Author(s): Schiffman SS, Miletic ID
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Abstract Two experiments were performed to determine the effect of taste and odor stimuli on secretion rate of salivary IgA in young and elderly individuals. In Experiment 1, three stimuli were applied to the tongue: 1) "flavor" drops (60\% sugar, 5\% cocoa powder, and 0.1 \% Irish cream odor); 2) sugar (60\%); and 3) water. In Experiment 2, four different foods (chicken broth, onion soup, corn, and carrots) were tested with and without monosodium glutamate (MSG). The stimuli in both experiments were delivered three times in a one hour period: t=0, t=30 minutes, t=60 minutes. The results of Experiment 1 indicated that application of sugar (taste alone) and flavor (taste and odor combined) to the tongue induced significantly higher secretion rates of sIgA than the application of water in both elderly and young subjects. In addition, flavor application produced significantly higher secretion rates of sIgA than sugar application alone. Secretion rates of sIgA in young persons were significantly higher than those in elderly persons. In Experiment 2, the increase in secretion rate of sIgA at 30 and 60 minutes for each food with MSG was greater than the same food without MSG for the elderly subjects. The increases in secretion rates of sIgA were produced by elevated salivary flow (Experiments 1 and 2) as well as increased absolute concentrations of sIgA (Experiment 1). The elevation of absolute concentrations of sIgA by chemosensory stimuli may involve neural-immune connections. The improvements in salivary flow and secretory immunity by repeated taste and smell stimulation found here have clinical potential for treatment of immune deficiencies and dry mouth which frequently occur in elderly individuals.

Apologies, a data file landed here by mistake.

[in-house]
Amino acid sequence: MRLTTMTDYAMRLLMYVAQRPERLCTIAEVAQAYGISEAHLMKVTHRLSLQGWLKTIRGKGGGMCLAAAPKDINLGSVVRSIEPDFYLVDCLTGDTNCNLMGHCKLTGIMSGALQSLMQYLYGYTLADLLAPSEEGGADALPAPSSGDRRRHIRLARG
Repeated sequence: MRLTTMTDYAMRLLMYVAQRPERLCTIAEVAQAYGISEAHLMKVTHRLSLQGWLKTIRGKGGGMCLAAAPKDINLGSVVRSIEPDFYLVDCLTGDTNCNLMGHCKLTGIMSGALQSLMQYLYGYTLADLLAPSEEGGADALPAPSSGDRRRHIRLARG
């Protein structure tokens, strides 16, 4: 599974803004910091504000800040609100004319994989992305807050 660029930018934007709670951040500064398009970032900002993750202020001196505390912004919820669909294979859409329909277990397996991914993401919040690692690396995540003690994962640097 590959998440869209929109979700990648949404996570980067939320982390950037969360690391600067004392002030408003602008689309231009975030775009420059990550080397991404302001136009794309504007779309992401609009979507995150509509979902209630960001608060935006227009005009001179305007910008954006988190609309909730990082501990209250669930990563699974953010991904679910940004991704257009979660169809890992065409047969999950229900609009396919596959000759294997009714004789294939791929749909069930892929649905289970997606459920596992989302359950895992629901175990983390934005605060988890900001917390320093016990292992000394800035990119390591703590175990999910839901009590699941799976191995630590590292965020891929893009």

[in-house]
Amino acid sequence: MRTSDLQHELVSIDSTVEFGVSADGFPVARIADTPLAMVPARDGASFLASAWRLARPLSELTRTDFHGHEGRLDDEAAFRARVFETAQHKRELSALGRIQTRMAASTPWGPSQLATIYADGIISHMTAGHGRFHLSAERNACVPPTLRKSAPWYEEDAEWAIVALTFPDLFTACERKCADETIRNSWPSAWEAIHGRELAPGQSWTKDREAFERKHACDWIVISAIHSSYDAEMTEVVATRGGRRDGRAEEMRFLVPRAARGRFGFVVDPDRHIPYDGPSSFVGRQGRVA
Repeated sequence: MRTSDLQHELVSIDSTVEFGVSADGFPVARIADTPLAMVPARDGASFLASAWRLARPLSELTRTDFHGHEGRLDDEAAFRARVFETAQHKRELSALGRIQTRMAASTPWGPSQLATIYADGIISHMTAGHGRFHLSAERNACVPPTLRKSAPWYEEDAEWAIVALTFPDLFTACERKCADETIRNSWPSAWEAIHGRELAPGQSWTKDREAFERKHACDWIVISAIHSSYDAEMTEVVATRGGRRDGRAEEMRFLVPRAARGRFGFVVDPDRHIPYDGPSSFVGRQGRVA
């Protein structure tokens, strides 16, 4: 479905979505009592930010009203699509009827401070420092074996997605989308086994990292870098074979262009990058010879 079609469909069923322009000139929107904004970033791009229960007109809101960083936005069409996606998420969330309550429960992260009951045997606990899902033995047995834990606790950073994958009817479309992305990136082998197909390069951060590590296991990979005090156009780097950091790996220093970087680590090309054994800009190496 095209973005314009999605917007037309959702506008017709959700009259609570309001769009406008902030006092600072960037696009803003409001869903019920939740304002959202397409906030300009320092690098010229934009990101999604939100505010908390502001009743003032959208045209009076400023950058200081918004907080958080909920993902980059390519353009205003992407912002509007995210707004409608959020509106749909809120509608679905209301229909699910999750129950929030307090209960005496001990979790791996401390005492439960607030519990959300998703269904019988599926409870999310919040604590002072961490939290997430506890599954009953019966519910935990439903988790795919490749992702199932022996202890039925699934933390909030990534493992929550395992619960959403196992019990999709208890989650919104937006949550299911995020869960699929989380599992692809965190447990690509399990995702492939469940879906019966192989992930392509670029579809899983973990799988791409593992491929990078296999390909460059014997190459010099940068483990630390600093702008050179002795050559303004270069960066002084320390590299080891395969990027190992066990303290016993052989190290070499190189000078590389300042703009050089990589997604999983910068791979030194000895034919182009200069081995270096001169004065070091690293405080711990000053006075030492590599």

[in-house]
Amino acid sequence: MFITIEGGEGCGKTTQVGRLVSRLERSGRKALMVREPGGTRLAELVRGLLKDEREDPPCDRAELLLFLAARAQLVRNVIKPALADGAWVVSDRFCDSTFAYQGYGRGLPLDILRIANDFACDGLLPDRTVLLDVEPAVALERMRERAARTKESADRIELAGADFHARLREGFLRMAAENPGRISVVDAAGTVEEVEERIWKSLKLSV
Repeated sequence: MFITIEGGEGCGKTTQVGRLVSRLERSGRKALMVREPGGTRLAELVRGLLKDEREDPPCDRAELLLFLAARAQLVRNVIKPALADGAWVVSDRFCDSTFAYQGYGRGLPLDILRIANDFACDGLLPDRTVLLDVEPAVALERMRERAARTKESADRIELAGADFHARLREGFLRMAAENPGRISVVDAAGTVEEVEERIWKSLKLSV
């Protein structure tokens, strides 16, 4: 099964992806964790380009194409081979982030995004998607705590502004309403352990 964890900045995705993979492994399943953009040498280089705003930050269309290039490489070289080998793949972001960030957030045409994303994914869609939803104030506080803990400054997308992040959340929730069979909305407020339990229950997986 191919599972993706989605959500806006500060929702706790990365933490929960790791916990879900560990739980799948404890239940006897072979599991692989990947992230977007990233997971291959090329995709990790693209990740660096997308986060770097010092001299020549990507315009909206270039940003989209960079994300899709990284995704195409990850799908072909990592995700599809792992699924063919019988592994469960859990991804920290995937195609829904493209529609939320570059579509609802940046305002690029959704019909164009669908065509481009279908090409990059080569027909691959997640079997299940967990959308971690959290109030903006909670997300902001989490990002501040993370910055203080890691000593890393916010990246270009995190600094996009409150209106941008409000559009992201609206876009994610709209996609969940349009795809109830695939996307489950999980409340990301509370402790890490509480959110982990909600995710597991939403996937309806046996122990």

This article was published in J Nutr Health Aging
and referenced in Biochemistry & Physiology: Open Access